A review of the Central Falls, Rhode Island Chapter 9 experience and its speedy resolution (it took only 13 months) and, to date, the State of Michigan’s current approach to solving Detroit’s serious financial problems make the point. In both cases, the governors and state legislatures involved themselves. In the Central Falls bankruptcy, bond obligations were honored. This approach benefits Central Falls and municipalities across the state today. A similar approach, if employed, will help Detroit, and in the end, communities across Michigan.

3. California, to date, has approached Chapter 9 filings differently and this damages nearly all California municipalities. We understand some of this is political reality and some of it is California legal reality. But many investors really do not care much for all of that. The point is not to raise a parade of horribles that will befall Stockton and municipalities across California if debt holders are treated unfairly. This is an unknown at this point. Stockton’s residents and current employees have suffered much in recent years so a degree of compassion is due them, no doubt. But Stockton needs to settle with debt holders quickly and equitably. The State of California and CalPERS can help with this. Once broken, trust is difficult to regain and if Stockton debt holders are treated unfairly a segment of the investing public will invest their capital in other places.

4. A final take way is confirmation of a favorite theme of ours:




We believe the three should work in tandem. Ideally, a credit is strong in all three areas. This situation occasionally occurs. More realistically, is the situation where a particular issue is lacking in one or perhaps two areas. In this situation if one is to invest, the third pillar needs to be at its highest level, in our view.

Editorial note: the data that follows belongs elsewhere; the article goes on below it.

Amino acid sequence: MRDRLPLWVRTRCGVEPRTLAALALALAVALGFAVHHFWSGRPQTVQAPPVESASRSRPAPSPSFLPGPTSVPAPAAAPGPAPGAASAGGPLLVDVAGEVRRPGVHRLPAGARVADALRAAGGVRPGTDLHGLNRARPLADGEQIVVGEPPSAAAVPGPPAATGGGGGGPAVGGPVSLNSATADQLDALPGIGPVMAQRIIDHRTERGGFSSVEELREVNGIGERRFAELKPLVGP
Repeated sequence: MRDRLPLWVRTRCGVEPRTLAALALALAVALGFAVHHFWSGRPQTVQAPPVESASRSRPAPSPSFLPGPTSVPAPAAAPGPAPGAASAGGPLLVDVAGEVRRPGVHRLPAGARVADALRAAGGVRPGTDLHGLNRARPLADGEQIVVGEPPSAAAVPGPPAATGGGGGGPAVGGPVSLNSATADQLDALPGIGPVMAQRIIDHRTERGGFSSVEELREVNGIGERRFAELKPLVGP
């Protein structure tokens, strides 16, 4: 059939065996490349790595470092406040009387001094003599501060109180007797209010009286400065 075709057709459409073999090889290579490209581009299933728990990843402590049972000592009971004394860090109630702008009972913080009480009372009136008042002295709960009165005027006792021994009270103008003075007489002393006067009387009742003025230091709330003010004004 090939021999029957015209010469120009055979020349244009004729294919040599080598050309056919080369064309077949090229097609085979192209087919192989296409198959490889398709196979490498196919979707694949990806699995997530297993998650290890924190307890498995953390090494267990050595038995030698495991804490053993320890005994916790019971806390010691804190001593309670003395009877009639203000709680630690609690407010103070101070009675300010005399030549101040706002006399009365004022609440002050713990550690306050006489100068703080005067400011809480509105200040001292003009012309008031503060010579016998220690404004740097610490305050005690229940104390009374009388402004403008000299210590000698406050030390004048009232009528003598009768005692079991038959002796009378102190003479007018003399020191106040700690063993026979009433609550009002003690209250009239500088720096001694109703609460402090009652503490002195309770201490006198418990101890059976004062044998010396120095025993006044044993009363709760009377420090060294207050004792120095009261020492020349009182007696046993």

Here is a brief description of Stockton’s outstanding, troubled debt issues:

  1. 2003 Housing Certificates of Participation issued for library, main police station and fire stations 1,5,14- restructured with continued general fund backstop
  2. 2004 Arena, Ed Coy, Market Street Parking Garages- impaired, city no longer has possessory interest in garages and intends to pay nothing from the general fund
  3. 2006 Lease Rental Revenue Bonds for Eberhardt Office Building and SEB garage-restructured, eliminating general fund payments as a backstop
  4. 2007 Pension Obligation Bonds- 83% percent impaired, 17% secured by various revenue streams
  5. 2007 Variable Rate Demand Obligations for office building- restructured and continued general fund backstop
  6. 2009 Lease rental Revenue Bonds for golf courses and parks-restructured with no general fund payments, pledge, backstop, PFF revenue only pledge
  7. 2006 Department of Boating and Waterway Loan- impaired with no general fund payments, pledge, backstop

Bernardi Securities, Inc. portfolio managed client accounts never owned any of these debt issues and here’s why:

– All issues exhibited average to below average underlying credit quality at time of issuance.

– Only #1 and #4 possess essential deal purpose, as we define the term.

– Only #2, #3, #5 exhibit sound deal structure.

In summary, none of the issues possess all three pillars, two possess none, and five possess only one pillar which we do not view is at a high level.

What was our conclusion from our analysis? Do not invest in any
 of these issues.
There are plenty of quality municipal bonds available to investors today. Fewer than in years past, no doubt, but a healthy supply still exists. Analyzing and understanding municipal bond credit is a process and often it is a tedious one. For that reason, we remain municipal bond specialists.

I hope you find this letter helpful. Thank you for your continued confidence.

Ronald P. Bernardi
President and CEO
Bernardi Securities, Inc.
April 10, 2013